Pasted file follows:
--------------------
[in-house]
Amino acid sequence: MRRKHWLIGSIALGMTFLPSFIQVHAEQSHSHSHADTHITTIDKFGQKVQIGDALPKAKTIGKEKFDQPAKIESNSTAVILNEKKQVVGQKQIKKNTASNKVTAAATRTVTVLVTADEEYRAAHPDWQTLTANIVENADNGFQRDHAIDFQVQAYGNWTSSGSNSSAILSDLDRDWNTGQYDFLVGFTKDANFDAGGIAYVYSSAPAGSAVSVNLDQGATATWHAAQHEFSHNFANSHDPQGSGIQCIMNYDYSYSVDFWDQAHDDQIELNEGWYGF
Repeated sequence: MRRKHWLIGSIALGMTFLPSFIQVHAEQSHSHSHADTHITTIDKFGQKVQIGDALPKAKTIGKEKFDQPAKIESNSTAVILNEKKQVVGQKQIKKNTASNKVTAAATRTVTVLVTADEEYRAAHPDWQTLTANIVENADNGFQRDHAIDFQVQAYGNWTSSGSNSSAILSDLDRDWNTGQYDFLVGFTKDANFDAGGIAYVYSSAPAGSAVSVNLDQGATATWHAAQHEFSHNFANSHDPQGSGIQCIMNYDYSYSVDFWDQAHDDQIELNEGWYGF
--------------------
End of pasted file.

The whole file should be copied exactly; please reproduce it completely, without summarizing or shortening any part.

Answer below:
[in-house]
Amino acid sequence: MRRKHWLIGSIALGMTFLPSFIQVHAEQSHSHSHADTHITTIDKFGQKVQIGDALPKAKTIGKEKFDQPAKIESNSTAVILNEKKQVVGQKQIKKNTASNKVTAAATRTVTVLVTADEEYRAAHPDWQTLTANIVENADNGFQRDHAIDFQVQAYGNWTSSGSNSSAILSDLDRDWNTGQYDFLVGFTKDANFDAGGIAYVYSSAPAGSAVSVNLDQGATATWHAAQHEFSHNFANSHDPQGSGIQCIMNYDYSYSVDFWDQAHDDQIELNEGWYGF
Repeated sequence: MRRKHWLIGSIALGMTFLPSFIQVHAEQSHSHSHADTHITTIDKFGQKVQIGDALPKAKTIGKEKFDQPAKIESNSTAVILNEKKQVVGQKQIKKNTASNKVTAAATRTVTVLVTADEEYRAAHPDWQTLTANIVENADNGFQRDHAIDFQVQAYGNWTSSGSNSSAILSDLDRDWNTGQYDFLVGFTKDANFDAGGIAYVYSSAPAGSAVSVNLDQGATATWHAAQHEFSHNFANSHDPQGSGIQCIMNYDYSYSVDFWDQAHDDQIELNEGWYGF